Which brings me to the movie I saw on Sunday: Vantage Point. I haven't posted anything because I'm not sure I have anything worth saying about it. It was an interesting concept, it held my interest, there were suspenseful moments ... but, ehh. In the end, kind of a car-chase-explosion-gun-battle kind of movie.

I've decided that Dennis Quaid, like Kevin Costner and Nicholas Cage, is an actor I like in light, fairly cheerful movies and don't really like in more serious dramas or action roles. What are some other examples of this? And who is the opposite? I'm tempted to say Russell Crowe -- I don't think I'd like him in anything too light.

Probably my best/worst example of this is "The Family Stone." That movie got good reviews (from some reviewers) and I loathed it.

I had the same experience. I believe we've both ranted about the terribleness of TFS before.


Offline belbbmfan

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Re: Resurrecting the Movies thread...
« Reply #819 on: March 05, 2008, 03:01:02 am »
In general, I think I am a glass half full person, but when it comes to movies and books, that's the wrong yardstick to use.

Books: if a book doesn't pull me in quickly, I very rarely plow through it. People who say to me, "Oh keep going, it will catch you by page 160..." sorry that doesn't work for me. I need to be caught by page 10. This is probably part of the reason I never took a literature course in college. I knew there would a problem with must read/can't plow through.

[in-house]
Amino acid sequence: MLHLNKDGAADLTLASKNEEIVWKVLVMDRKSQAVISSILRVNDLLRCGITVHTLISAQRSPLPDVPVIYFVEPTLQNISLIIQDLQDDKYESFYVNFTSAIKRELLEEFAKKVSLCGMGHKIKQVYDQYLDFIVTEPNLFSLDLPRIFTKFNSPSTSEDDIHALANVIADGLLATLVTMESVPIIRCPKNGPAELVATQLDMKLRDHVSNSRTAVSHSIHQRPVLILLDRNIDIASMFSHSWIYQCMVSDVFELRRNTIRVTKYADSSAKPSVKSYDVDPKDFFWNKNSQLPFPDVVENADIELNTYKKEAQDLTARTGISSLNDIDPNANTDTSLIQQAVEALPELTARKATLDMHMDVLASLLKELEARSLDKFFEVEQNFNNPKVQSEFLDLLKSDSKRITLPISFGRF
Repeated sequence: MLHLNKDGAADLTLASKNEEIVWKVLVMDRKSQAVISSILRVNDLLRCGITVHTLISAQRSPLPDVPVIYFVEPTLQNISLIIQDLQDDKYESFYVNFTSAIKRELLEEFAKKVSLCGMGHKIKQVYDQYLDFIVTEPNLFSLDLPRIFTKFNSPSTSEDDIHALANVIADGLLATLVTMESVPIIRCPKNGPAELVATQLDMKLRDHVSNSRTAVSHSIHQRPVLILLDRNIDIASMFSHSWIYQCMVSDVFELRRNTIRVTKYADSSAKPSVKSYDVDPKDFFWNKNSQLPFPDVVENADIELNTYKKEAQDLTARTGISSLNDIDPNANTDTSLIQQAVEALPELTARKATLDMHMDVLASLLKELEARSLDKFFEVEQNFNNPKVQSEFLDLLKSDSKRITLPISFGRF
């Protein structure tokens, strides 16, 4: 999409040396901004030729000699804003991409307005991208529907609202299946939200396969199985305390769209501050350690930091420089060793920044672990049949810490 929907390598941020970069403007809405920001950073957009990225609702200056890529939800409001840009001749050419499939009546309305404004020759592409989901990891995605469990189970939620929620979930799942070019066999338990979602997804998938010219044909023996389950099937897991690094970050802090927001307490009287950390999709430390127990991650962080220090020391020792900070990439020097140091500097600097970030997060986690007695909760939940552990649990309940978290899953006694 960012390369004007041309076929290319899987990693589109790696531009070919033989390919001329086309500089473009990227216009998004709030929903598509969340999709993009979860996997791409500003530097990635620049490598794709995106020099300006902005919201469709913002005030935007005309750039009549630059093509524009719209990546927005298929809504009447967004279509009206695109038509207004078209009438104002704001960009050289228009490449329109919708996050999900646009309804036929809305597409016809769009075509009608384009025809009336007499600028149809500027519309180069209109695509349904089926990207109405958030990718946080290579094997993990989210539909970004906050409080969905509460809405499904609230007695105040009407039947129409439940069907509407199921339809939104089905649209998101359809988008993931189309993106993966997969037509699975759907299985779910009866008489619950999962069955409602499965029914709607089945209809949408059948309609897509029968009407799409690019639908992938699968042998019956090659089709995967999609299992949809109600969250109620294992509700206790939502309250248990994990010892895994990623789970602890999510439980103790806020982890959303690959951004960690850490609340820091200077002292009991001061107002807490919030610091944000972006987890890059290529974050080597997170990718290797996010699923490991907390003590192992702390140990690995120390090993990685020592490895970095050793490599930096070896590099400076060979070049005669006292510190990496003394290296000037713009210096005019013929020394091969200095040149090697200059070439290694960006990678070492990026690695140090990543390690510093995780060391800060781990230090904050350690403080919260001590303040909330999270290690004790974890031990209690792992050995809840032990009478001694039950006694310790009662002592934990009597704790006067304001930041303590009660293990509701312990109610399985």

If I like a book, I am likely to read and re-read it over and over. My "pendulum" swings all the way the other way.

Movies (in the theater): I think long and hard about going to see a movie in a theater. I read reviews and want to make sure it is a movie I want to see. If, in that case, I don't care for it, I am sorely disappointed. Probably my best/worst example of this is "The Family Stone." That movie got good reviews (from some reviewers) and I loathed it. In fact, it is one of my all time WORST movies. Even so, in the movie theater, I very rarely walk out. I stick it out til the end....painful. LOL

Most of the time, though, I do a good job about picking movies to see in the theater, probably because of my advance research.

Movies...on DVD/HBO/TV: I can be a little more reckless here. I'll watch something I heard about but that didn't meet my "gold standard" for the theater. In this case, it is more like a book: if it doesn't catch me quick, I turn it off. On the other hand, there are many movies I enjoy and watch all the way through. If I really really like something, I'll watch it endlessly, just like I'll read a book repeatedly.

This all applies to fairly new movies. Historical films or films that are new to me, I am willing to give a try, and am often wildly surprised. That is how I discovered "Wages of Fear" (1953) a few months ago.

This is probably way too much information and way too analytical for you, isn't it? Oh well, it gives you an idea of how my mind works and why it is hard to reduce me to a half full/empty glass. LOL

L

hehehehe

I agree about the books. I have a number of books that I have started and never finished. I used to feel guilty about that, like I hadn't tried hard enough. But now, I feel, if I don't care about the characters from early on in the story, I'm not going to keep on reading.

Same with movies, I read a lot of reviews so I pretty much know what to expect before I go see a movie. Of course, that's no guarentee. I saw Juno on sunday. It was ok, but I couldn't see what all the fuss was about. It had a few funny moments, but the foul language got old after about 15 minutes.


'We're supposed to guard the sheep, not eat 'em'